Niko

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  1. Happy Birthday, Sonny Simmons.

    those are the two that made history... or is there a well-known #3?
  2. Stone cold classic tracks post-Coltrane

    that was my first impulse as well ... also that Miles Davis phase in the late 60s, Bitches Brew, In a Silent Way... feels classic to me... Accent on the Blues, of course, I still see a lot of classic stuff coming out in the years after Coltrane's death...no, not far away from Coltrane, and after like 1982 stuff becomes even more difficult... and, yes, with Bitches Brew, the point was never glory note by note... I mean, you might argue that glory note-by-note is really an ideal from the 78 era which was still somewhat alive in the early 60s among musicians who had come to age listening to Duke Ellington's Koko...
  3. for me, this episode is the moment where the two remaining major labels finally lost any remaining moral rights to all the tapes they're sitting on... legal entitltements move more slowly than moral ones, for good reasons, but the direction tends to be the same ... we've seen the point of game over
  4. possible, of course, but I would find that quite surprising... this is how estates might behave, but corporations? btw, you asked about Zev Feldman's involvement, he is quite explicit about it here https://blog.discogs.com/en/thelonious-monk-palo-alto-zev-feldman/ this passage is not without irony in retrospect: "Sometimes projects just aren’t meant for certain labels, and Palo Alto certainly falls under that category. The Monk family told me about the Palo Alto recording in 2017 and we started working towards a deal with Resonance that didn’t materialize. From there, I introduced the family to my friends at Universal Music Group and they became engaged in conversations about a release with the Verve Label Group on Impulse Records!"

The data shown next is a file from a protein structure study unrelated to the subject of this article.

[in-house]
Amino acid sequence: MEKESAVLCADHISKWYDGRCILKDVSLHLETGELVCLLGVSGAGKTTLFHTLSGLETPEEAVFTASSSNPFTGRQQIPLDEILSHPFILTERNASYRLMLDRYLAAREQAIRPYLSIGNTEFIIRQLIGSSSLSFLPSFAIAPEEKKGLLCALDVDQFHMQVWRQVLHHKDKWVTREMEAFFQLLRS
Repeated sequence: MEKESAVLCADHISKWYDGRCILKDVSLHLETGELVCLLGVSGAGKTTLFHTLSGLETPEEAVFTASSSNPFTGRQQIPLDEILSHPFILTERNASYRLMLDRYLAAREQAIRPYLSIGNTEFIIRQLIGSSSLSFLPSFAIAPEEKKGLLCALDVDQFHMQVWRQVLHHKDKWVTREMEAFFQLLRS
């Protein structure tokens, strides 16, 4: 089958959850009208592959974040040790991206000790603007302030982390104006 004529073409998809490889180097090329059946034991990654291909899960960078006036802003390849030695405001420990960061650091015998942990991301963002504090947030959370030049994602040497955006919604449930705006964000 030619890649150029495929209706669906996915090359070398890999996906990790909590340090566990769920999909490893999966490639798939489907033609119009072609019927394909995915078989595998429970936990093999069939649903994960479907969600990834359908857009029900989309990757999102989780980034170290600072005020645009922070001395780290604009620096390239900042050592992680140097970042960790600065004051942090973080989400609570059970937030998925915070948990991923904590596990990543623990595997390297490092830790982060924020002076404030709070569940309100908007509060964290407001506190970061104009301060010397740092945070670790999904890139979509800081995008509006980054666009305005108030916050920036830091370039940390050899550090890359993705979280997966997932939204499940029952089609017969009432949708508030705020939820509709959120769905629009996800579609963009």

5. that's a lot better than the date in late 2039 someone on twitter reported https://twitter.com/e_laduca/status/1287574275856179200/photo/1 guess what we are reading here are different readings of "not anytime soon"
  6. like I wrote above: For Monk's 1970 Japanese recordings, some type of clearance from Columbia was necessary according to Kelley's bio - so whatever the contract was, it seems safe to expect that some time of clearance would be necessary here as well...
  7. agree, Columbia being the problem now would mean the maximum possible screwup / embarassement on the side of Universal / Zev Feldman etc... then again, all the signs point towards a pretty big screwup...
  8. my best guess is that Monk was still under contract with Columbia and they are now making trouble... Kelley's book mentions that some type of clearance from Columbia was necessary for the 1970 Japanese live recordings... so that would certainly apply here as well ... of course,it's also not hard to figure that out ... so ideally Universal would have settled this early on when preparing this release... btw, don't know if this has been posted before, there's this website which collects promo material https://www.uk-promotion.de/wp-content/uploads/2020/06/ including many pictures for the Monk release and also Robin Kelley's nice liner note essay... https://www.uk-promotion.de/wp-content/uploads/2020/06/Robin-Kelly-Monk-Palo-Alto-Liner-Notes-Final.pdf